A Welsh farmer has been fined over $4,000 for failing to comply with an order to improve his slurry storage, and for causing slurry pollution in two rivers.

Noel Richards, a farmer responsible for the running of Coedmoelon and Rhydolau farms, pleaded guilty to all three offences at Llanelli Magistrates’ Court on Friday, April 22.

In fact, the farmer self-reported one of the incidents to Natural Resources Wales (NRW) according to NRW environment team leader, Matthew Lowe.

“Mr. Richards self-reported one of the slurry incidents to NRW, which was the most appropriate and responsible thing to do to minimise the impact of the pollution on our land and waterways," said Lowe.

“However, I must stress that both incidents could have been prevented had Mr. Richards taken the required steps to adhere to regulations around the safe storage of slurry."

Richards had been issued with a notice to carry out required compliance works to a slurry lagoon at Coed Moelon Farm in 2018, to ensure that it adhered to the required standards of the Water Resources (Control of Pollution) (Silage and Slurry) (Wales) Regulations 2010.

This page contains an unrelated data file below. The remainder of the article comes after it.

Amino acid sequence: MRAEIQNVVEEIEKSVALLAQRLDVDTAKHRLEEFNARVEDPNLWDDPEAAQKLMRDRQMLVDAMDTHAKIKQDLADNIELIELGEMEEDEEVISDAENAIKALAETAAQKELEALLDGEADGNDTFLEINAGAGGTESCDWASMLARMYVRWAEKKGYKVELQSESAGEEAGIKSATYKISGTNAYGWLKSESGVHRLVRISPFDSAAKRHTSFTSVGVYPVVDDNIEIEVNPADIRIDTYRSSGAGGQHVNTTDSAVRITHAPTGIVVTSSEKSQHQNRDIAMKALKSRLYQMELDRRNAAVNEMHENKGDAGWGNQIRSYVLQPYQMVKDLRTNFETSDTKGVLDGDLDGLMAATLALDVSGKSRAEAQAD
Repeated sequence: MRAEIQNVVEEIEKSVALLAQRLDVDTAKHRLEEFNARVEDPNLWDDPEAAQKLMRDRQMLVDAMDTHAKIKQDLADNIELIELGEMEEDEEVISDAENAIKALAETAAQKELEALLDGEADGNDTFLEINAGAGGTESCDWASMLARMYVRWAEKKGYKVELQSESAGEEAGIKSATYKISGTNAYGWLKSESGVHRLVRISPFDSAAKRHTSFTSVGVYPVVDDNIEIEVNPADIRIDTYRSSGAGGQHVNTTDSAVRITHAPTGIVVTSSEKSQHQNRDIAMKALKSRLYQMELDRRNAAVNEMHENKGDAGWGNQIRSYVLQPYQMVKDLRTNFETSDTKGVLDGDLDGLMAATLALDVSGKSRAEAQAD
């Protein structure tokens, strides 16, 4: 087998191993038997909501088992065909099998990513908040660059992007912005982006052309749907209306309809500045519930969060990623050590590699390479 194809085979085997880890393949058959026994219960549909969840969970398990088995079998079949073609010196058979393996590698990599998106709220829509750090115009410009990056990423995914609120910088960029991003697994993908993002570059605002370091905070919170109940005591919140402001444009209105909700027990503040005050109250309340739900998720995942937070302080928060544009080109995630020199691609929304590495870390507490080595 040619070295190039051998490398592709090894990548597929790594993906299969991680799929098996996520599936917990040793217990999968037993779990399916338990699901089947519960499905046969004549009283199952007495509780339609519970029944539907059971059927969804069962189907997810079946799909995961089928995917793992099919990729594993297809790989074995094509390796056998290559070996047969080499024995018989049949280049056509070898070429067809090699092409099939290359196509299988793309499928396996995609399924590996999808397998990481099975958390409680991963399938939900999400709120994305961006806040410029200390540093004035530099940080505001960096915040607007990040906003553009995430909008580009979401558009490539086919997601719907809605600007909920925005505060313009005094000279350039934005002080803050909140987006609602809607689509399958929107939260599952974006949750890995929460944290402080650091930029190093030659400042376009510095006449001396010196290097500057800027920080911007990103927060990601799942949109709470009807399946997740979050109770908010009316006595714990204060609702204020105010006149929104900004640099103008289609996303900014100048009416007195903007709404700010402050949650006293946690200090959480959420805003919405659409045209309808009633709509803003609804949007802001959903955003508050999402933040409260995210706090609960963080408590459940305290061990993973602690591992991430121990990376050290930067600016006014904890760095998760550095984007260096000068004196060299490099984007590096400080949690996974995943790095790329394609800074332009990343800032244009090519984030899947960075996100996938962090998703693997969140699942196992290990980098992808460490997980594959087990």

The notice has not been complied with to date.

“We work closely and positively with farmers to help them comply with regulations and minimise the risks of causing agricultural pollution. Where farmers ignore our requests and put people, nature and our natural resources at risk, we will prosecute," added Lowe.

Slurry pollution

In September 2020, the NRW received a report of slurry pollution in the stream running into the Afon Dulais. When an environment officer attended the site, they saw the stream was discoloured and that it had an agricultural odour. The pollution was traced back to a dirty water tank at Rhydlau Farm.

In this instance, Richards was cooperative and the pollution was contained as soon as the source was identified.

Then in December of the same year, Richards called the NRW himself to self-report a pollution incident where slurry entered a tributary of the Afon Gwendraeth Fawr.

Richards explained that they had spread slurry the week before, but that recent rainfall has washed the slurry into the watercourse.

An environment officer again attended the site and found the stream discoloured and with large amounts of foam. This was traced back to a field belonging to Coed Moelon Farm, that had been spread with slurry.

Image: NRW

In total, Richards was ordered to pay £2,153 in fines, a further £2,344 in court costs and a victim surcharge of £190.

“I urge farmers and contractors to be vigilant to help prevent polluting our waterways," added Lowe.

"Carry out regular checks on slurry levels and storage infrastructure. Only spread slurry when conditions are right, for example not spreading at times when rain is forecast over the next 24 hours, when the ground is saturated or when the ground is frozen hard."